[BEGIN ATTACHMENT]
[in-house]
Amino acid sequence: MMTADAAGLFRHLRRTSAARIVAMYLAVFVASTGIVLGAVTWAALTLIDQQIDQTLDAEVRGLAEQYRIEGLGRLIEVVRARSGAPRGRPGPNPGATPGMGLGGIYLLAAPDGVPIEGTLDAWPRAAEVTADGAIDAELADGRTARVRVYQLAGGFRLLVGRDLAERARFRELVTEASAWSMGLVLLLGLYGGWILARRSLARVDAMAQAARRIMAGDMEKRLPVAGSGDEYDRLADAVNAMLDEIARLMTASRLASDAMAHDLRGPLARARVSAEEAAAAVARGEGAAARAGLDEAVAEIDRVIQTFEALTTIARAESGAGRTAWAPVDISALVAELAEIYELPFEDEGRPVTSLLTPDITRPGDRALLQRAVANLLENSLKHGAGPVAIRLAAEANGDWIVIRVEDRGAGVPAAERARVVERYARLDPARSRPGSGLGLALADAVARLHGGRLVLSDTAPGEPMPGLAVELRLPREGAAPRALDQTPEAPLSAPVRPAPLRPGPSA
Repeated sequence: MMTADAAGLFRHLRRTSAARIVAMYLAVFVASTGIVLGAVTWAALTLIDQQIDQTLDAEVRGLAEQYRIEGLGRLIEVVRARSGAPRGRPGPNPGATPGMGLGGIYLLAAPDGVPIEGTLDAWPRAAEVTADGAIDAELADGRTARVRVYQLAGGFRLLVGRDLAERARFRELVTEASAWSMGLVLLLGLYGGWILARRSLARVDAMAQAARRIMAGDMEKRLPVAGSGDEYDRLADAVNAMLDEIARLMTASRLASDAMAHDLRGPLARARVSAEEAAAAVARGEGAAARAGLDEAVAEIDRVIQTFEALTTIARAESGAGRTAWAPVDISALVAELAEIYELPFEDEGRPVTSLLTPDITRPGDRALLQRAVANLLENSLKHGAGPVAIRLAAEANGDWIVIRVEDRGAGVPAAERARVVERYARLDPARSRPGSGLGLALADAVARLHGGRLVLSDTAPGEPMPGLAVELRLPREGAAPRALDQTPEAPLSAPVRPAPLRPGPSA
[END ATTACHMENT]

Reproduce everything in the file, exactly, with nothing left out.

[in-house]
Amino acid sequence: MMTADAAGLFRHLRRTSAARIVAMYLAVFVASTGIVLGAVTWAALTLIDQQIDQTLDAEVRGLAEQYRIEGLGRLIEVVRARSGAPRGRPGPNPGATPGMGLGGIYLLAAPDGVPIEGTLDAWPRAAEVTADGAIDAELADGRTARVRVYQLAGGFRLLVGRDLAERARFRELVTEASAWSMGLVLLLGLYGGWILARRSLARVDAMAQAARRIMAGDMEKRLPVAGSGDEYDRLADAVNAMLDEIARLMTASRLASDAMAHDLRGPLARARVSAEEAAAAVARGEGAAARAGLDEAVAEIDRVIQTFEALTTIARAESGAGRTAWAPVDISALVAELAEIYELPFEDEGRPVTSLLTPDITRPGDRALLQRAVANLLENSLKHGAGPVAIRLAAEANGDWIVIRVEDRGAGVPAAERARVVERYARLDPARSRPGSGLGLALADAVARLHGGRLVLSDTAPGEPMPGLAVELRLPREGAAPRALDQTPEAPLSAPVRPAPLRPGPSA
Repeated sequence: MMTADAAGLFRHLRRTSAARIVAMYLAVFVASTGIVLGAVTWAALTLIDQQIDQTLDAEVRGLAEQYRIEGLGRLIEVVRARSGAPRGRPGPNPGATPGMGLGGIYLLAAPDGVPIEGTLDAWPRAAEVTADGAIDAELADGRTARVRVYQLAGGFRLLVGRDLAERARFRELVTEASAWSMGLVLLLGLYGGWILARRSLARVDAMAQAARRIMAGDMEKRLPVAGSGDEYDRLADAVNAMLDEIARLMTASRLASDAMAHDLRGPLARARVSAEEAAAAVARGEGAAARAGLDEAVAEIDRVIQTFEALTTIARAESGAGRTAWAPVDISALVAELAEIYELPFEDEGRPVTSLLTPDITRPGDRALLQRAVANLLENSLKHGAGPVAIRLAAEANGDWIVIRVEDRGAGVPAAERARVVERYARLDPARSRPGSGLGLALADAVARLHGGRLVLSDTAPGEPMPGLAVELRLPREGAAPRALDQTPEAPLSAPVRPAPLRPGPSA